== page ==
Medium soils (such as clay), which are considered ideal garden soils (not for marine plants, but for general horticulture) because they have a balanced ratio of three types of particles: clay, tulle and sand, which create a combination of large and small pore spaces that allow it has air for healthy root growth and flows well and loses nutrients only at moderate levels.
Finally, light soils (such as sandy soils) contain quite large and irregular particles and have large pore spaces between these particles, which give the soil plenty of air, which means that the loss of nutrients and water flows very quickly. Therefore plants in the sand must be watered and fed more often.
In your situation, you have to use heavy clay, and there is soil that is specifically packaged for aquatic plants. Ask about it. In pond situations, using the wrong type of soil can cause many problems. So start planting properly with the right soil.
Now just a few additional tips for you. One of the problems with water is that it can turn brown. This is because the bottom has come out of the pot, which can occur in strong winds if the pot explodes or falls at the bottom of the spill in the water, or the bottom is washed from the bottom of the pot. To avoid this problem, you can do the following:
- Use shorter and wider pots (sometimes referred to as “pans”) because they are less likely to swell than larger pots, especially if they are taller plants (eg some papyri). and make sure you put a few middle stones at the bottom to guard the bottom of the pot. The stones also add weight, which prevents the pot from falling in the wind.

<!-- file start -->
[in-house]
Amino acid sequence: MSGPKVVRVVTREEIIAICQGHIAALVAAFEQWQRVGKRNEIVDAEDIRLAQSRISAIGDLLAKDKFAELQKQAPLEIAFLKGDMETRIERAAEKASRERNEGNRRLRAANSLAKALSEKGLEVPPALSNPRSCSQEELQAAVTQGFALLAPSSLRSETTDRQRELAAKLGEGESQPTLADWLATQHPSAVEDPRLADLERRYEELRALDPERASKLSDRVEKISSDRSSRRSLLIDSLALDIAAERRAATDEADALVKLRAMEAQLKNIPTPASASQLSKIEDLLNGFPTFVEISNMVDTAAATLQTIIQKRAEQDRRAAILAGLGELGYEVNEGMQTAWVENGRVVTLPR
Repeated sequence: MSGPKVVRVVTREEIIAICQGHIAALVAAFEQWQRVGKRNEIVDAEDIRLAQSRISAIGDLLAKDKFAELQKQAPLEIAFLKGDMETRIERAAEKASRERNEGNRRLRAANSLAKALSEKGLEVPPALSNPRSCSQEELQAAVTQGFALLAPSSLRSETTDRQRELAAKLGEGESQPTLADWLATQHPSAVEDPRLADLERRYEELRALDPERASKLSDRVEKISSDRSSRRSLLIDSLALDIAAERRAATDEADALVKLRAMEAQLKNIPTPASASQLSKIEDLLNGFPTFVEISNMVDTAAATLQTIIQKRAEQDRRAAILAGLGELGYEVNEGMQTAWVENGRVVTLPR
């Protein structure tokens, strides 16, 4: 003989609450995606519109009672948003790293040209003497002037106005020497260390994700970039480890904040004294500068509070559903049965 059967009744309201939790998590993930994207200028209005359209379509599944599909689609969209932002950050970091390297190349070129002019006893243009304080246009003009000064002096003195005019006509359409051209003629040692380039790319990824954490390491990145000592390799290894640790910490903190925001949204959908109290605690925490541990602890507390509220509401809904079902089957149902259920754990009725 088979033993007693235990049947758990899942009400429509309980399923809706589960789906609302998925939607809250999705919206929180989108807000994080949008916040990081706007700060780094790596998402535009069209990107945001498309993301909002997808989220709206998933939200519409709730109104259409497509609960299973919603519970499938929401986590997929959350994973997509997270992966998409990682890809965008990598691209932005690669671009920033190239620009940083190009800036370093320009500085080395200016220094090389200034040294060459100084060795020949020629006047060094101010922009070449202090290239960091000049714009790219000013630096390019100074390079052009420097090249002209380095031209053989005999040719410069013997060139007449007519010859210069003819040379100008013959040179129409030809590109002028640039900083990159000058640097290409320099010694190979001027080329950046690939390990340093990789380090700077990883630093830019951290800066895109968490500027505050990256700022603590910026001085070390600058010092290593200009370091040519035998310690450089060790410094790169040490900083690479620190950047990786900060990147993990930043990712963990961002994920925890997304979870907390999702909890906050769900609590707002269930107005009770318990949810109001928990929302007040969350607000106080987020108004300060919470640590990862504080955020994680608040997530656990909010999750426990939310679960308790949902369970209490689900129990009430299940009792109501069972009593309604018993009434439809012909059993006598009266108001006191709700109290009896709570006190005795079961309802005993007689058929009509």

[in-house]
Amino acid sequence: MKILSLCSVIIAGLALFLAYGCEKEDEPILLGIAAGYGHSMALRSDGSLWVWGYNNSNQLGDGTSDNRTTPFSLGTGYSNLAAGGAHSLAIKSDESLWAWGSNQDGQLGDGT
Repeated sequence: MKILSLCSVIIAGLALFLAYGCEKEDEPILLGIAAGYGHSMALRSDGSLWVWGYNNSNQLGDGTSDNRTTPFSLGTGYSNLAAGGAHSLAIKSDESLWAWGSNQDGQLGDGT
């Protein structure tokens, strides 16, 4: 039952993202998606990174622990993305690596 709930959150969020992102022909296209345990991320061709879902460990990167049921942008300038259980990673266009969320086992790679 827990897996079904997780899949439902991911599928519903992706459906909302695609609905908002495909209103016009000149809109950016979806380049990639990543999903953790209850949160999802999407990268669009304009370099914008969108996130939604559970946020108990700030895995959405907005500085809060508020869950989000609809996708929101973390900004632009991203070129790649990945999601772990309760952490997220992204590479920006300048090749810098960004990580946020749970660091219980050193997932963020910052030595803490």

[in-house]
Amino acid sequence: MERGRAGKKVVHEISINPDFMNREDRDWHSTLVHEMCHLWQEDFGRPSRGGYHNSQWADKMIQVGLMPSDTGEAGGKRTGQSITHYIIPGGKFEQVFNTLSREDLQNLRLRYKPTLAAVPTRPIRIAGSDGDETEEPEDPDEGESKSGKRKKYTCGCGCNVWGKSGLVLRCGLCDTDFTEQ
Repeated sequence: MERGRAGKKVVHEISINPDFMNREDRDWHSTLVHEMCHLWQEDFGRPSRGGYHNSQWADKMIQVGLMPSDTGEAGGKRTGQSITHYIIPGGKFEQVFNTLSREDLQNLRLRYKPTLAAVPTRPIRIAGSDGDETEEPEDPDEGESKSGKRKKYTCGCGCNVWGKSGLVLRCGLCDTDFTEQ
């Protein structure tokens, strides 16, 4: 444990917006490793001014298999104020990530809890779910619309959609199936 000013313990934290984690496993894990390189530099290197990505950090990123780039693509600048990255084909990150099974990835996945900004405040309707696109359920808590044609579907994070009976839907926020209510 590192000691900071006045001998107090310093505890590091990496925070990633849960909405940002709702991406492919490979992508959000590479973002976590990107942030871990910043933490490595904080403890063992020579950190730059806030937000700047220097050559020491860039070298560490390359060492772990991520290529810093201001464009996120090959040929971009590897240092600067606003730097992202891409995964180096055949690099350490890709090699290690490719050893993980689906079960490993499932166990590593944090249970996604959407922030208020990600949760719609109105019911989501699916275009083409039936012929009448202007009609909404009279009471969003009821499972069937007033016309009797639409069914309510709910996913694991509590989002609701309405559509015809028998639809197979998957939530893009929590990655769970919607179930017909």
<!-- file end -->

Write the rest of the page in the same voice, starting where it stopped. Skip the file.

- Align the pot with bubbles, a woven barrier or several layers of damp newspaper. After the bottom of the pots line up, add your soil and plants. This protects the floor from washing drainage holes in ponds. After the plants are glued together, soak the entire pot in a bucket large enough to cover the top of the pot for about 24 hours. In this way, loose soil can float in a bucket of water and not in your pond.
- When placing plants in a pond, make sure you slowly lower the pot into the water and not just dip it in the water. If you slowly lower the pot, the strength of the water is maintained so that the soil does not carry over from the pot into the water.
The last part of your question is about fertilizer. There are many ponds made especially for them, just ask for fertilizer for pond plants. It is safe for all aquatic life and does not make green water due to algal growth.
Question no. 4:
I have 5 pots with “terraces” growing in large pots on my balcony. All 5 plants have a “schrigely” brown mark, as you can see in the photo. Not all leaves have this scar. Even the last growth leaves on plants do not have this scar (though ??). Suggestions for this problem? Thank you very much.
Bob Coyne, Florida, USA
Hello Bob! First of all, thank you for sending photos with your questions. It’s always very useful to see exactly what you are talking about.
What you have is called Leafminers. They like to eat beans, beets, cabbage, cheese, lettuce, black pepper, tomatoes and other vegetables. also lots of ornaments, especially chrysanthemums and nasturtiums.
Tunnel larvae through leaf tissue and form carvings, mine winding. You can kill the seeds, but the good news is that larvae on older plants such as your tomato are more a cosmetic disorder and problem than a serious problem.
You can do several things:
- Selection and destruction of mined leaves.
- Remove the eggs that you can see at the bottom of the leaf as soon as it is seen in spring.
- You can also spray Mimba oil. Read more about neem oil.